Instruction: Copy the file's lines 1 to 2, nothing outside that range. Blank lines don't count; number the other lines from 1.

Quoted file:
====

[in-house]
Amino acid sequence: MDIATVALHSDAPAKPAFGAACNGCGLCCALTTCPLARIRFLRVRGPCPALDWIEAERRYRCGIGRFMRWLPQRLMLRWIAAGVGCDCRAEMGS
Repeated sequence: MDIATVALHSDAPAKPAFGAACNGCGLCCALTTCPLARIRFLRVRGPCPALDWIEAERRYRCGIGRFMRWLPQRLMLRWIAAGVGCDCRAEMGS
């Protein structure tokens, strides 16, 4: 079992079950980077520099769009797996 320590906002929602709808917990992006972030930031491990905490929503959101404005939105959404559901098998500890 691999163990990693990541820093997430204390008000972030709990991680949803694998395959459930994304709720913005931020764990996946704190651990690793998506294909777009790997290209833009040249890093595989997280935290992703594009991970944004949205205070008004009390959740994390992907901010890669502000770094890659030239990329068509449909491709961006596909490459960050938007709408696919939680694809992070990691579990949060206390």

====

[in-house]
Amino acid sequence: MDIATVALHSDAPAKPAFGAACNGCGLCCALTTCPLARIRFLRVRGPCPALDWIEAERRYRCGIGRFMRWLPQRLMLRWIAAGVGCDCRAEMGS